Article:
They walked noiselessly in the sand, slowly, not watching where they were going. The wind blew relentlessly, the desert wind, hot in the daytime, cold at night. The sand swirled about them, between the legs of the camels, lashing the faces of the women, who pulled the blue veils down over their eyes. The young childre ran about, the babies cried, rolled up in the blue cloth on their mothers’ backs. The camels growled, sneezed. No one knew where the caravan was going.
They were the men and the women of the sand, of the wind, of the light, of the night. They had appeared as if in a dream at the top of a dune, as if they were born of the cloudness sky and carried the harshness of space in their limbs. They bore with them hunger, the thrist of bleeding lips, the flintlike silence of the glinting sun, the cold nights, the glow of the Milky Way, the moon: accompanying them were their huge shadows at sunset, the waves of virgin sand over which their splayed feet trod, the inaccessible horizon. More than anything, they bore the light of their gaze shining so brightly in the whites of their eyes.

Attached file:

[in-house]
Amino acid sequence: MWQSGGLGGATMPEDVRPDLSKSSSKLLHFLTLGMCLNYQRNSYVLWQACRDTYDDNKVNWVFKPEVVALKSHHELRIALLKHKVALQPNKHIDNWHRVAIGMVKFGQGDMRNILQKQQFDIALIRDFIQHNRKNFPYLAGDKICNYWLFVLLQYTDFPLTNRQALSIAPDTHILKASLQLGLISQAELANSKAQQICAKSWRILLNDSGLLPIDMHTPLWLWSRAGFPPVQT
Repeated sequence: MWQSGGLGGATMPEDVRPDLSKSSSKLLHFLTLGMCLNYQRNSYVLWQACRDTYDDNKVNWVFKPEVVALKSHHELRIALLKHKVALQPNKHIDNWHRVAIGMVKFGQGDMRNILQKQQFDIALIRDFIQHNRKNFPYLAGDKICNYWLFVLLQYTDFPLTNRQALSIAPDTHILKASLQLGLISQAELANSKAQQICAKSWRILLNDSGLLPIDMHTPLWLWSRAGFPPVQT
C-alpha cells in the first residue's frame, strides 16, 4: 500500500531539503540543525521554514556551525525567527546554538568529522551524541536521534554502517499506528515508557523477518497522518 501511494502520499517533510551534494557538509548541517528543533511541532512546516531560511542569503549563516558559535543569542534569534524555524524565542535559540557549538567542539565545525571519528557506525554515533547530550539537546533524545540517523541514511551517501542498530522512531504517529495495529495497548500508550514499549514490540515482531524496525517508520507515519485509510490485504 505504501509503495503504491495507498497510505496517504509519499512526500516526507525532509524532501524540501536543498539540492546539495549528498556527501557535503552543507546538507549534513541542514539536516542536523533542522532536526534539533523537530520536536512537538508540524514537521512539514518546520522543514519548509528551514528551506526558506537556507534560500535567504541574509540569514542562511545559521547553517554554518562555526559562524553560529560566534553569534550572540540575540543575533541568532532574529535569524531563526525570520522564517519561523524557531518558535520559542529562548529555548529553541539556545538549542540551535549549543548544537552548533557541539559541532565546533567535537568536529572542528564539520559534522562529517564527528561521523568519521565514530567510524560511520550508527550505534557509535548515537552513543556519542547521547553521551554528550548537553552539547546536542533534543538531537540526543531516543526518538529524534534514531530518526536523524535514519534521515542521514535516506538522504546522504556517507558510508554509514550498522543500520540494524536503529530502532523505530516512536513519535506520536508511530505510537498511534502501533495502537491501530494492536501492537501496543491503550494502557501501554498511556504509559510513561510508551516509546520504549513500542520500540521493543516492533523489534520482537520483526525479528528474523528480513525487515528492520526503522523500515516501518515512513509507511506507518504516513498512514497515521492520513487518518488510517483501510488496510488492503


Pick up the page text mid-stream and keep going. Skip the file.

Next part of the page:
– Werner Herzog: Fata Morgana 1968
– Gus Van Sant: Gerry 2002
– Chuan Lu: Kekexili (Mountain Patrol) 2006
– Peter Watkins: Punishment Park 1971 (see previous posts)
– Michelangelo Antonioni: Zabriskie Point 1970
– Michelangelo Antonioni: Professione: Reporter (The Passenger) 1975